Written by: Adam Parkinson
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An enabler to innovation

Since the launch of Sputnik in 1957 and the Cold War space race in the 1960's, space has captured our imagination, and today it is set to revolutionise ATM.

ATM is no stranger to space, starting with satellite communications in the 1990's and progressing in the 2000's towards high accuracy, GNSS-based navigation, delivering commercial, environmental and safety benefits. GNSS has also enabled surveillance applications such as ADS-B where the aircraft broadcasts a highly accurate report of its GNSS position. But the pace of change has been slow, with full equipage of commercial aircraft not planned until 2020. So, while satellites have changed aviation, high costs have inhibited its use except where there are little or no alternatives. Today, an innovation called 'satellite ADS-B' is about to change all that.

Satellite ADS-B is the reception of ADS-B transmissions by satellites to create a global picture of all ADS-B equipped aircraft. Amongst potential providers, Aireon has been a key player, committing to deploy a global service that can potentially meet ATS surveillance requirements, despite no initial global demand. This upfront investment is potentially very exciting, as for the first time it will be possible to provide the same level of surveillance service everywhere in the world irrespective of national borders or current ground infrastructure. This would be a big step towards a seamlessly integrated, global, end-to-end ATM system.

But where is the innovation? Smaller, cheaper satellites have enabled alternative models for offering satellite services. However, satellite ADS-B is not fundamentally changing what happens in ATM. The innovation is in changing how ATM is done. Traditionally ANSPs have managed their own surveillance infrastructure, but in the Aireon model surveillance will be provided as a third-party service to multiple ANSPs. This revolutionises both an ANSP's operating model as well as potentially impacting regulation and oversight activities. It also has drawbacks, as service failures could have global impact. ANSPs need to assess these risks carefully, adapting their contingency arrangements as necessary.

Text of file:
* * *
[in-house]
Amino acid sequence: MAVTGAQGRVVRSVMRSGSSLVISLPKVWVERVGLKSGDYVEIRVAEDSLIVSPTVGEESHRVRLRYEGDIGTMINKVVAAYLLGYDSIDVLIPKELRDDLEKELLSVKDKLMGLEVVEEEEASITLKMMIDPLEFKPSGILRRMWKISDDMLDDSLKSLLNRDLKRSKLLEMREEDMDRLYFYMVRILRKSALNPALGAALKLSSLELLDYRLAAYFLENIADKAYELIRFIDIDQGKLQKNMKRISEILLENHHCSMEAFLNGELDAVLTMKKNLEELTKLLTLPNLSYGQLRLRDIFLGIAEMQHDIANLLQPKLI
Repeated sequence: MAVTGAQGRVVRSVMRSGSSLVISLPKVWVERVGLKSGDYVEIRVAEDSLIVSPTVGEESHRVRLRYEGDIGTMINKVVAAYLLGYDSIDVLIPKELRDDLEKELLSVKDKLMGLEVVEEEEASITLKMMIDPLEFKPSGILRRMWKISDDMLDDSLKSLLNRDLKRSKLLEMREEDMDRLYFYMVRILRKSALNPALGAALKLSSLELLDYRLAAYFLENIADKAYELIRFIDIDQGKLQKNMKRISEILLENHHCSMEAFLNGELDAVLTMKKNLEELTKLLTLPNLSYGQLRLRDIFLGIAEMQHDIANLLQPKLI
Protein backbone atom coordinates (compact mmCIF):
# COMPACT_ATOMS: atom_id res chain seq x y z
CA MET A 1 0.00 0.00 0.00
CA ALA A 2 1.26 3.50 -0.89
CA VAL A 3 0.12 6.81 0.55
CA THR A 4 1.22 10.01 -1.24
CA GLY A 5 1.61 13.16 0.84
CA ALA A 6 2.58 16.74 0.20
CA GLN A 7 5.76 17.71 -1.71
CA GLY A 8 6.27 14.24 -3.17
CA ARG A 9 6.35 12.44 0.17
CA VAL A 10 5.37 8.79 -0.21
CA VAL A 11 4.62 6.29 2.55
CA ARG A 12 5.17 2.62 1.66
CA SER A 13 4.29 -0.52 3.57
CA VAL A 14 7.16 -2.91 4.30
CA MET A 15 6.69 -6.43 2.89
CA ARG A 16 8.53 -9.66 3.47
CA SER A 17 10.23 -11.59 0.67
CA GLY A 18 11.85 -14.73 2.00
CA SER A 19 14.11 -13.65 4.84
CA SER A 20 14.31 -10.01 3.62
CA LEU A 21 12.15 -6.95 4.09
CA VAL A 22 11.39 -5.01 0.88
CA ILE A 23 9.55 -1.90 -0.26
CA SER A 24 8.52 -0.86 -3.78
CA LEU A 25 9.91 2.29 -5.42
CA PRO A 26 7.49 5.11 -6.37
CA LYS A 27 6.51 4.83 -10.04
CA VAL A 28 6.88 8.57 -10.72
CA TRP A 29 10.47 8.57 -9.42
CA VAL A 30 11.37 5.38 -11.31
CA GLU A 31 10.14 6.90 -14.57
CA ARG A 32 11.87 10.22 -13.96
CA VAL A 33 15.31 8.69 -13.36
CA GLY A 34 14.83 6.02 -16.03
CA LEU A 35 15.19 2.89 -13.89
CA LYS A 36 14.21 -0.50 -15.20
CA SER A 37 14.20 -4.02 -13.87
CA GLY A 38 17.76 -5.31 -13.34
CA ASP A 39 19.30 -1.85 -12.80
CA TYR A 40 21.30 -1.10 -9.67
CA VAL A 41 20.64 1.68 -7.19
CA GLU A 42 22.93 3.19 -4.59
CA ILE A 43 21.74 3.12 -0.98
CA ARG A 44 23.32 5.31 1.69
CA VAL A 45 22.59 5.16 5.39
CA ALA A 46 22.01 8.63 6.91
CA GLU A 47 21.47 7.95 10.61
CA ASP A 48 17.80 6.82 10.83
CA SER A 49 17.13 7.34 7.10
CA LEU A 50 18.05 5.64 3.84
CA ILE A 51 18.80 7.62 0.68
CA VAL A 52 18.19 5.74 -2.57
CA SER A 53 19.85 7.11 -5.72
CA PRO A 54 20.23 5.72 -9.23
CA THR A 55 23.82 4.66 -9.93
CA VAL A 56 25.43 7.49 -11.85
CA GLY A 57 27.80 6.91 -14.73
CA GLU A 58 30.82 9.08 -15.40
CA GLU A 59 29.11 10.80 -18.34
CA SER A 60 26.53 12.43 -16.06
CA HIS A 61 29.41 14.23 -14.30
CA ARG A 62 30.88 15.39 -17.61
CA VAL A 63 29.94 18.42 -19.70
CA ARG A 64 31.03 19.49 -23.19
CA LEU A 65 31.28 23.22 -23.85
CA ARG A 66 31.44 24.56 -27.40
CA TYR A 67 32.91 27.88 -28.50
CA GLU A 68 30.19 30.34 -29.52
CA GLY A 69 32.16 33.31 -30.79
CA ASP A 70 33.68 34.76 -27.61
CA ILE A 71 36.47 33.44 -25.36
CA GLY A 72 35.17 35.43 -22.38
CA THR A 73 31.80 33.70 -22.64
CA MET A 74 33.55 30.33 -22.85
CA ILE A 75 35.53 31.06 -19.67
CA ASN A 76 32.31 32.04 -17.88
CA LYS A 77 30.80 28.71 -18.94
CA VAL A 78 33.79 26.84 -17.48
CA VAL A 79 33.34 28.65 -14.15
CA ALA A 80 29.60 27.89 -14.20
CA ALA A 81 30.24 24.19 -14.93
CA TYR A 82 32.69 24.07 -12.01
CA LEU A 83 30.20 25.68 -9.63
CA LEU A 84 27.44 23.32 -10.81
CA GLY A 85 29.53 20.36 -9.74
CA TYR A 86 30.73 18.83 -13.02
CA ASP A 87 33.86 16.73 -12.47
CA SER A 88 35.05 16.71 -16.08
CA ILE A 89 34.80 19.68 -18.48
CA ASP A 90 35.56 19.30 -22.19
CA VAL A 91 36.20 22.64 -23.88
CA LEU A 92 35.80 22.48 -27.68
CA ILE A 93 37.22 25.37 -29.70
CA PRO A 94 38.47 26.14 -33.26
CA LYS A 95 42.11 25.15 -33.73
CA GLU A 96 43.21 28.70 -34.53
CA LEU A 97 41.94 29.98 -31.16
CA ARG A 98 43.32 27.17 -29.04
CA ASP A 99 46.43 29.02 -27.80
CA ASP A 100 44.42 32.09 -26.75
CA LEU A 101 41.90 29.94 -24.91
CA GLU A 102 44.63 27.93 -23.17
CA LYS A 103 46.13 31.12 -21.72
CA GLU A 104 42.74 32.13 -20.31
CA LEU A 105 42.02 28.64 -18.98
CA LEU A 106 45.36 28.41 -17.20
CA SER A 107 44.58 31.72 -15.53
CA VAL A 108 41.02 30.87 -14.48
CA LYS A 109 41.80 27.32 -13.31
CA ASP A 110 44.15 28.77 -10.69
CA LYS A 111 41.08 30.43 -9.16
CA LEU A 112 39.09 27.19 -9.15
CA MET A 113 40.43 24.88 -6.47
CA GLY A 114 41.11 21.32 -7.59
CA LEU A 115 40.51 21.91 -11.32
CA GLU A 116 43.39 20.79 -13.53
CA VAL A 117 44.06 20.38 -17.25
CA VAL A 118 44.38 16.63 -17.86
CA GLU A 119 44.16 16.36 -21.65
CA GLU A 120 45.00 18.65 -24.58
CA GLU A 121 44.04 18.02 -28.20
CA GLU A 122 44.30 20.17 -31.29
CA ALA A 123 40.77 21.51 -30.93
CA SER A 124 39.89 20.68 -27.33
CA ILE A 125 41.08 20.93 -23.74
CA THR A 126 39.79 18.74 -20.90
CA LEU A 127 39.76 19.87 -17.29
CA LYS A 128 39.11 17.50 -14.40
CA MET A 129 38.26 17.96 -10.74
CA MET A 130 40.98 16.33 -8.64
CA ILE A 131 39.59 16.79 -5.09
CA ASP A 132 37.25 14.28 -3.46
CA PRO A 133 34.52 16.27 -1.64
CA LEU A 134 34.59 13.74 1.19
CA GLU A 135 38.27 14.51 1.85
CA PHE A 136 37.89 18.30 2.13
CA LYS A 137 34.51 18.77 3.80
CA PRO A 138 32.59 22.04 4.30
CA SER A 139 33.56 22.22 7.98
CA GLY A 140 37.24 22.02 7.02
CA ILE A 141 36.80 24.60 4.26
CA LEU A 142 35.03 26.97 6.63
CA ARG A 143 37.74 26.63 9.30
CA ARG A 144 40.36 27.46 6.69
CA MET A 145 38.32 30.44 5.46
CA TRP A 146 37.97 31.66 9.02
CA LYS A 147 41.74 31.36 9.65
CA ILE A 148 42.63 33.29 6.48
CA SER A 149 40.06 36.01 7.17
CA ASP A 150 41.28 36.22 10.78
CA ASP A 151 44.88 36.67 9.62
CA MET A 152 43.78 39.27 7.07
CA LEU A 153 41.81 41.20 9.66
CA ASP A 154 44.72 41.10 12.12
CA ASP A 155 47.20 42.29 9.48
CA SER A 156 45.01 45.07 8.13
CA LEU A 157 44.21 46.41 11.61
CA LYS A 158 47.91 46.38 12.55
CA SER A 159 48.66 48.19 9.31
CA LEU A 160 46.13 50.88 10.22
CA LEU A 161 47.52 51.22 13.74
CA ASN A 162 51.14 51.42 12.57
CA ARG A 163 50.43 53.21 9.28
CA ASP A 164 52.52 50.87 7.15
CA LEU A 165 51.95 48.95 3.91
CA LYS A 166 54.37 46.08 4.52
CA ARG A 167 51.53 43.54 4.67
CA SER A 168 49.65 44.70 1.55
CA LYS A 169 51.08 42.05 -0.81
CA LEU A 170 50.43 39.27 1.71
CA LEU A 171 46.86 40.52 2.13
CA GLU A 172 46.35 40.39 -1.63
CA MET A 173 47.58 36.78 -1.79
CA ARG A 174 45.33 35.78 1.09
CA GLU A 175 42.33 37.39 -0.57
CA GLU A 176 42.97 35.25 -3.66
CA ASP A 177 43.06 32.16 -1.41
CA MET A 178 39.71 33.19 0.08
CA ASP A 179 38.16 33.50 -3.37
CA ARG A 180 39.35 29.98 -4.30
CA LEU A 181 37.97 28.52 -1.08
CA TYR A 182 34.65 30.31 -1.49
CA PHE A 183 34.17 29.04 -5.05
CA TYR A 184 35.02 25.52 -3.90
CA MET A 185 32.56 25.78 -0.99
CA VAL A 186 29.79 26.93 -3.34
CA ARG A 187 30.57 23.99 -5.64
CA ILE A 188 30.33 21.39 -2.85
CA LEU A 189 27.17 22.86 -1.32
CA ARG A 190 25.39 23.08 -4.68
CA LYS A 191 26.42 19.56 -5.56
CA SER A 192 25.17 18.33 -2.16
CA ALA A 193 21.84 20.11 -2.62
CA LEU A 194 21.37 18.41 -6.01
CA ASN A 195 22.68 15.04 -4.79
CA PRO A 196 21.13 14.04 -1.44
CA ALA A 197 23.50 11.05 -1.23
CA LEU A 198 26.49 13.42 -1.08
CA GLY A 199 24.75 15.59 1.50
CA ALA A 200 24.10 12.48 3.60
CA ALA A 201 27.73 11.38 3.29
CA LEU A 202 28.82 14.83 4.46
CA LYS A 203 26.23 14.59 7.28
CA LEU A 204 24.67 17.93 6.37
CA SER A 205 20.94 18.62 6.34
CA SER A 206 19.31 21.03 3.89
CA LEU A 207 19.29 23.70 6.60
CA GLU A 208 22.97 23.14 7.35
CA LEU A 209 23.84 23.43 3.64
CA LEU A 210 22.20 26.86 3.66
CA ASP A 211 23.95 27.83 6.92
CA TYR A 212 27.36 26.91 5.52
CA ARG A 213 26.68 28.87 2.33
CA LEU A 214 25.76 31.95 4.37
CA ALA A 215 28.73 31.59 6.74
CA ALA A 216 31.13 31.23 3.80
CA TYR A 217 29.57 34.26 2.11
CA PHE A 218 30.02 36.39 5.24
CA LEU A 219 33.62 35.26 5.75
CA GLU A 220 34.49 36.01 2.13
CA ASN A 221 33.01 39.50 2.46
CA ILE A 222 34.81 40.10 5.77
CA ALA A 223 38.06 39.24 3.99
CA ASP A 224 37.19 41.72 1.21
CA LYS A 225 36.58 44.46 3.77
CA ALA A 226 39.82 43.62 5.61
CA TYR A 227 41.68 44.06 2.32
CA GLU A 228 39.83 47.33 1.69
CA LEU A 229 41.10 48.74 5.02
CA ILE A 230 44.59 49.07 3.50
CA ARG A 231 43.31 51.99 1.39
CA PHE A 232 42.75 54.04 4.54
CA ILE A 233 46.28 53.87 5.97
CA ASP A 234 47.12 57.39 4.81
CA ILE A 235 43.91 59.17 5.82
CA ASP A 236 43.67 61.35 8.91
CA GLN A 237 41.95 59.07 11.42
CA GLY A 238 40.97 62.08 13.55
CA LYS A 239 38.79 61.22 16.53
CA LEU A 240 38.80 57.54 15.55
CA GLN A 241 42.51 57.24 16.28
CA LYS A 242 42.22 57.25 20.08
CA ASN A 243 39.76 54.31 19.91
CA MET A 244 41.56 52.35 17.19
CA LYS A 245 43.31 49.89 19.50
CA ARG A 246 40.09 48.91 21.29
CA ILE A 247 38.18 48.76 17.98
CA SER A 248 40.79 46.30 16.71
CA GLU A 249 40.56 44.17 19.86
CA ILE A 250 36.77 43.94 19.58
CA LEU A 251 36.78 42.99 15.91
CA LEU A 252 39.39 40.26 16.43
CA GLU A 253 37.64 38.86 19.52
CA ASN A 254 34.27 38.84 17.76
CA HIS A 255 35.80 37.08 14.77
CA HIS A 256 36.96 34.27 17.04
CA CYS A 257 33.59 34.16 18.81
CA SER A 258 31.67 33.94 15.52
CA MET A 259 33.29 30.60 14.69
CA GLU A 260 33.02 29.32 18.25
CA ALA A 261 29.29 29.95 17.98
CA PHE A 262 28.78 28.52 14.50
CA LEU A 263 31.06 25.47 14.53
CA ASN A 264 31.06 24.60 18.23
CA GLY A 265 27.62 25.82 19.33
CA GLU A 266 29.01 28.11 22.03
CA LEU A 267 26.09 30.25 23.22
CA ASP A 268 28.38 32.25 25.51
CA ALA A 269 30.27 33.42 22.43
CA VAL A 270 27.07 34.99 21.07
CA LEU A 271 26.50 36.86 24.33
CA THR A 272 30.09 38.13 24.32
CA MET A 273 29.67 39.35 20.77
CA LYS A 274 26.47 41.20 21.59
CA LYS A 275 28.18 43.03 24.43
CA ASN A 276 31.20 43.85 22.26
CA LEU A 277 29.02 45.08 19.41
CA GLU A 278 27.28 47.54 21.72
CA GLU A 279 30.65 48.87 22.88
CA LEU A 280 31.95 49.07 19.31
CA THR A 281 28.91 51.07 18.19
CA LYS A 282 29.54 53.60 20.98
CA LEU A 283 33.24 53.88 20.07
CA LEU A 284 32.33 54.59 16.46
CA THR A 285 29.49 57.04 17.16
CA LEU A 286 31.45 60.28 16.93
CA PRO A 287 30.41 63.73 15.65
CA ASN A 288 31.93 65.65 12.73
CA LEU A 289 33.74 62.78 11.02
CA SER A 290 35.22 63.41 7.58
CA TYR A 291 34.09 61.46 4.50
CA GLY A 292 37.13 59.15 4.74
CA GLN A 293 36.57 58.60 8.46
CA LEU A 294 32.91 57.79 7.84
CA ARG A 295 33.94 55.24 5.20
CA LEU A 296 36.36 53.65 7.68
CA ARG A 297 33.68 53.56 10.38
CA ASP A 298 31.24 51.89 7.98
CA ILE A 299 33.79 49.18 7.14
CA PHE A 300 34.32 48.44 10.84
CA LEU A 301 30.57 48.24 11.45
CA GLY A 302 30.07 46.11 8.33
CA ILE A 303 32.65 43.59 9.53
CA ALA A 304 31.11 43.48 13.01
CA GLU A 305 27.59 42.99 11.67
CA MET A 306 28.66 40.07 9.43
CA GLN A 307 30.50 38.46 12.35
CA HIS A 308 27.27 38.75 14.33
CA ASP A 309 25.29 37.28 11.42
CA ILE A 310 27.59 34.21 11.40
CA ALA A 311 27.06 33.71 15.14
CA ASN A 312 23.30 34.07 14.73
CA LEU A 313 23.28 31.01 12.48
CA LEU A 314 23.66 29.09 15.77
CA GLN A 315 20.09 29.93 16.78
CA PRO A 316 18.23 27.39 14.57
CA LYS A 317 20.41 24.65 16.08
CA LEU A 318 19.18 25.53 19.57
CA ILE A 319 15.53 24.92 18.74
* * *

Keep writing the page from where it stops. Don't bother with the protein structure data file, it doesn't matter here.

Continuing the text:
While satellite services may not be a disruptor in the true sense of the word, the biggest innovation for ATM may be yet to come. Satellite ADS-B has the potential to provide access to a global database of real time aircraft positions enabling as-yet unimagined new Big Data applications. Here there are analogies to disruptors in other industries such as the inclusion of GNSS chips in mobile phones ultimately enabling the development of apps such as Uber. A risk was taken to invest in something new, that was then made available to others, thus enabling the wider market to innovate. The question is whether innovation will be allowed flourish in ATM?

For more information, contact Adam Parkinson.

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